www.ambiente.us  SEPTEMBER | SEPTIEMBRE 2009

What Politicians won't tell you about the war on drugs
By Carlos T Mock, MD, F. A. C. O. G.

The unfortunate truth Americans can't deal with is despite tough anti-drug laws, a 2009
survey by The World Health Organization (WHO) shows the U.S. has the highest level
of illegal drug use in the world.

The survey of legal and illegal drug use in 17 countries, including the Netherlands and
other countries with less stringent drug laws, shows Americans report the highest level
of cocaine and marijuana use.

For example, Americans were four times more likely to report using cocaine in their
lifetime than the next closest country, New Zealand (16% vs. 4%),

Marijuana use was more widely reported worldwide, and the U.S. also had the highest
rate of use at 42.4% compared with 41.9% of New Zealanders.

In contrast, in the Netherlands, which has more liberal drug policies than the U.S., only
1.9% of people reported cocaine use and 19.8% reported marijuana use.
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"The use of drugs seems to be a feature of more affluent countries. The U.S., which has
been driving much of the world's drug research and drug policy agenda, stands out with
higher levels of use of alcohol, cocaine, and cannabis, despite punitive illegal drug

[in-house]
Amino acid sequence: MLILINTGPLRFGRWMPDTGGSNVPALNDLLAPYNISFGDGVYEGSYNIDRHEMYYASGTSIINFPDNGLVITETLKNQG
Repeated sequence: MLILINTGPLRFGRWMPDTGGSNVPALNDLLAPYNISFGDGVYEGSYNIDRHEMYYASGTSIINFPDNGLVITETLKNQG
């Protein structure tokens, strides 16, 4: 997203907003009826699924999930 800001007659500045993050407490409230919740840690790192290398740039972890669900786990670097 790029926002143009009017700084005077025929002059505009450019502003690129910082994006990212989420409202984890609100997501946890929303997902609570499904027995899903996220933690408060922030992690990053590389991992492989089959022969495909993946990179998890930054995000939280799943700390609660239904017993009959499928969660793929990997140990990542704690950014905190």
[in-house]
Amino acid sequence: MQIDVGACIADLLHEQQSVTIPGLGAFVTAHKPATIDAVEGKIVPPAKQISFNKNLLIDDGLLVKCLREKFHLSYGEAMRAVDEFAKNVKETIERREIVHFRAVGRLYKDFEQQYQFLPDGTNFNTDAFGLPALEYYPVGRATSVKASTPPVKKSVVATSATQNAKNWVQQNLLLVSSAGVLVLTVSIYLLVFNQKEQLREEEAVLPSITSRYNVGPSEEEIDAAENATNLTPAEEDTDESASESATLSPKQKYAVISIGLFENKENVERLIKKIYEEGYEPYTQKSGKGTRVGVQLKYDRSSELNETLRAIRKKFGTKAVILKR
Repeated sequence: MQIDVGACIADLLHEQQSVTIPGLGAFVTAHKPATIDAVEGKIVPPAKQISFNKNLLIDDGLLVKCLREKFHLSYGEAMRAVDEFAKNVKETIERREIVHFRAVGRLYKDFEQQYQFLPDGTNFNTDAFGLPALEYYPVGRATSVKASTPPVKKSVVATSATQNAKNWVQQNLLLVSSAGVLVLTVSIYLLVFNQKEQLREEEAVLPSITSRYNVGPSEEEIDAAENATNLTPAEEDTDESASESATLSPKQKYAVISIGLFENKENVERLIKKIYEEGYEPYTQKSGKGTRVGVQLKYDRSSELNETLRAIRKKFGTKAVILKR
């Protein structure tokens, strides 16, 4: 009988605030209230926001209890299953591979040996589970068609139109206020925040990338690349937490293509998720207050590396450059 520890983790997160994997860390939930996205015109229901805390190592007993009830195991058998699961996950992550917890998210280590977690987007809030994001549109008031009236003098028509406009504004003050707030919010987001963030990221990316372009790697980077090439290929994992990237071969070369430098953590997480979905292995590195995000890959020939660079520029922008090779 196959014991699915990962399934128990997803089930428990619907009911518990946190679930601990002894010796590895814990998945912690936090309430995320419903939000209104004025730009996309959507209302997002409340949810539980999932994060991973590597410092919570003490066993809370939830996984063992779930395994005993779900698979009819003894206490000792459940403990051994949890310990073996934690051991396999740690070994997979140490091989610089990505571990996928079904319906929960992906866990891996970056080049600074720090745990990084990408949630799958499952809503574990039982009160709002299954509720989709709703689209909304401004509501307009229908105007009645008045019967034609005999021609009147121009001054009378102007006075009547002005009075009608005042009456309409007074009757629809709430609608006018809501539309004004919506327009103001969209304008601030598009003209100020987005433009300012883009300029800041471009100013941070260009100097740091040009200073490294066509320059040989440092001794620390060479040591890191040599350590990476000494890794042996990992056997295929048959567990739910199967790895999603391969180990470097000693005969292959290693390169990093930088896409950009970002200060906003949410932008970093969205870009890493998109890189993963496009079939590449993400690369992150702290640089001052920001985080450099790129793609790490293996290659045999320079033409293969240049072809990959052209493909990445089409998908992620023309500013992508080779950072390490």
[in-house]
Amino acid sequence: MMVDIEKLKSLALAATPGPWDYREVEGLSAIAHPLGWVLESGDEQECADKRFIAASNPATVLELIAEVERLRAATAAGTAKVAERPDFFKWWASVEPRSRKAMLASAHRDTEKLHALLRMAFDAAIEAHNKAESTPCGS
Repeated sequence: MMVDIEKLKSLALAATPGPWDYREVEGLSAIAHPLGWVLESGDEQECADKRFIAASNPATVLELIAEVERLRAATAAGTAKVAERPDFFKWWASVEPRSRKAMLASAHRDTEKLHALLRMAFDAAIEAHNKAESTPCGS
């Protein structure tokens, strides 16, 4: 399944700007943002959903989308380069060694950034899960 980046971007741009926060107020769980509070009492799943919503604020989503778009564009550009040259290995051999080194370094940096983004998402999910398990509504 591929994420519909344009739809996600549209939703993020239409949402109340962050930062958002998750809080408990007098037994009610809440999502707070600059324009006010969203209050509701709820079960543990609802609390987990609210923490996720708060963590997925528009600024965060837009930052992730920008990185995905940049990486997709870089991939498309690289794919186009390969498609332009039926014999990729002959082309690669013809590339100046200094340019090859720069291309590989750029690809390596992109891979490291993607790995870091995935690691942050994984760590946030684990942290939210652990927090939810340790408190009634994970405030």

policies, as well as (in many U.S. states), a higher minimum legal alcohol drinking age
than many comparable developed countries," write the researchers.

Drug users in this country show a stubborn indifference to
whether their preferred vice comes from Colombia,
Mexico, Bolivia, Ecuador, Paraguay or Pluto, as long as it
comes from somewhere. It always does.

Unfortunately, the drug cartels control much of Congress and public opinion. Hiding
behind “ulterior motives,” protecting our youth from drug exposure, they have bought
most politicians. I personally think that because so much money is at stake, the cartels
would “eliminate” any opposition to strict drug rules. It’s the only way they can stay in
business. The minute the government legalizes drug use, they are out of business.

We are also forgetting that the majority of drug addiction in this country is to legal
substances—tobacco, alcohol, and prescription drugs  —the two most common
examples of this later category are Hollywood stars like Michael Jackson, and public
figures like Rush Limbaugh

It is time that the American public accept the truth: drug addiction is a disease, not a
crime. Legalizing and treating addicts is the only way to stop the flow of drugs. Not to
mention the savings achieved from the war on drugs plus the revenue on the taxation of
such substances.
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With our national debt at 10% of GDP—and growing—it may be time for the US
government to rethink its drug policies.  There is enough revenue and savings to
balance our debt, if we eliminated the costs of the war on drugs—by legalizing it—and
then add the revenue of taxation to the sale of all abuse substances.

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Carlos Mock, MD is a physician in Chicago and author of three books.
www.carlostmock.com




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Copyright 2009|  Ambiente.   Do not reproduce without prior authorization.
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